Miars: ...we've got to stop being so wasteful and that's one of the things we're really, really looking closely at. Paper, the cost of paper, and those things and I'm on a committee that's looking at the technology plan for New Hanover County Schools for the next five years. As we see the transition from less buying of textbooks and more accessibility to internet, web-based, one of my teachers, in her 50s, came back to UNCW this year after many years to get her master's degree. She came to the school after her first few weeks, she said, "I'm doing a research paper and I'm not going to even have to go to Randall Library. I'm doing it all online." What a revelation for her.

Jones: Right. Yes, it would be.

Miars: And she said, "I can't believe all the sources I'm able to access and I'm at my computer." I mean, it just says how far we've come...

Jones: You know, they all communicate...

Miars: ...and ability.

Jones: by computer.

Miars: Yeah, we're a global community.

Jones: We don't use our phones. We communicate constantly by computer. Every morning, everybody goes on their computer, picks up notes for the day and instructions.

Miars: And there's always a downside to it but...

Jones: Yeah, there is.

Miars: ...the upside is look at what we can accomplish and look at what we can learn. Look at the way technology has just enhanced our lives. I keep up with my children every single day and multiple times a day. That's wonderful.

Jones: I noticed, when I visited one of your third grade classes, a computer in there on the desk and my question was, where are the others? There were a few others. She said, "This is the way we communicate. I can put everything in here and it's a necessity and you learn all these programs with the children. Children are learning." And, of course, somebody of my antiquity is thinking, these little tiny people, but...

Miars: See, if you deny that aspect of it, then you're denying what children already-- they come to school at five years old already able to handle...

Jones: That's true.

Miars: ...all kinds of technology devices. So if we don't keep up with it and run with it, then you're losing the children's interest.

Jones: Now, you just mentioned something a moment ago that's interesting. The green program. Green. A way to make things more green.

Miars: You know, to be...

Jones: I understand what you were saying but I want you to spell it out.

Miars: I think we've just really got to work, we've really got to think about what we're doing. We've got to help children learn about what they do in relationship to their environment. I just-- and our staff feels that way. The wastefulness in paper, you know, in copying and whatever. If we can cut our copying, there are schools in this state that have no copiers. They are learning, I believe it's a school in Raleigh, starting next year, they are going to have no copiers. They are going to learn how to communicate, provide that instruction, whatever they have to do because pieces of paper are too valuable now, you know, because of losing the trees and, you know? Now, do we want to keep it? Historically, yes, an important moment but I don't think we can ignore the fact that what we do digitally is unbelievable. What we can store, what we can maintain in archives now that we could never do before.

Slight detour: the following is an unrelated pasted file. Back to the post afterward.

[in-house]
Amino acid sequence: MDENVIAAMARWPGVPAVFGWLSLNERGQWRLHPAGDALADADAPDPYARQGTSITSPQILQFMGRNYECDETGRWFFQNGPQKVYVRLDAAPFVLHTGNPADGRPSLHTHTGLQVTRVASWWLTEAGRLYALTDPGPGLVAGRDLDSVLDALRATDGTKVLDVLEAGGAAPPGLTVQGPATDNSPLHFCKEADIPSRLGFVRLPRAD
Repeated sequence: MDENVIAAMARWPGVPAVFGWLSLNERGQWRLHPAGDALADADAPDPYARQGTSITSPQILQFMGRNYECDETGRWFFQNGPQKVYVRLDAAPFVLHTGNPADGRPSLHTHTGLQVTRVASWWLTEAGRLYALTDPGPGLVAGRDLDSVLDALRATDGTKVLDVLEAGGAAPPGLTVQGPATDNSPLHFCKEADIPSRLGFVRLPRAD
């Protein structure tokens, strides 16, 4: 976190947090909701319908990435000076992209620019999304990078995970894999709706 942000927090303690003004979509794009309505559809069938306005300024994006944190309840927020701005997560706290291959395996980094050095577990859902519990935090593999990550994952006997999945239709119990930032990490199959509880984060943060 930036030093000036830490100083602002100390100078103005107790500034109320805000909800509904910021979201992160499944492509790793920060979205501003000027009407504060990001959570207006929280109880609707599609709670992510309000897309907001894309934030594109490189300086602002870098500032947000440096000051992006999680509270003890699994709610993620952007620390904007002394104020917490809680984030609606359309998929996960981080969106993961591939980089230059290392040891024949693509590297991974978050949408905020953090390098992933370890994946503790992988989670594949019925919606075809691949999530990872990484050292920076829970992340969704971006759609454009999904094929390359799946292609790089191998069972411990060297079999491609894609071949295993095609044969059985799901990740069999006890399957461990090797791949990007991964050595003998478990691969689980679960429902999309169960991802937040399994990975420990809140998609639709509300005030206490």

Jones: That's true.

Miars: Going from that one computer in Durham in 1970 to where we are now, oh, my gosh, it's just amazing.

Jones: Elizabeth, you've been absolutely a joy and we've learned so much from you and I think, today, June, 2008, in a couple of years, if you're still here, I'd like to have you come back and see what's transpired because things are moving so quickly.

Miars: Exactly.

Jones: And I wish that all the parents who have children in school could listen to people like you. They might have a new outlook. And I've learned a great deal so that's important, too.

Miars: Well, I've enjoyed it. I've enjoyed talking about it because you see it's my love.

Jones: Well, I told you that it's a conversation and we don't really have a set program. You are the centerpiece and you definitely have been. Is there anything that we've left out? Is there anything that you'd like to leave us with that you're really passionate about, that you would like to see happen, that is happening, that we don't know about? Anything at all?

Miars: No, I think we talked about a lot of things.

Jones: I think we did.

Miars: Probably in two hours, I'll say, oh, gosh...

Jones: I know. I know.

Miars: But that's the way it is.

Jones: I'll tell you one thing that I am mesmerized by. You have a passion for teaching, obviously, and it was instilled in you as a child. You have a passion for teaching and obviously you care about your teachers, your program and so forth. That makes such a difference.

Miars: And the kids.

Jones: It's not just a job.

Miars: It's all about the kids.

Jones: That's it.

Miars: It's all about the kids and when you go through my school...

Jones: I want to revisit sometime.

Miars: Yeah. But it's all about the kids and I will always tell a teacher, "I'll back you up 100% as long as you've made a decision that's in the best interests of that child."

Jones: Well, those are good words to leave it by. Thank you.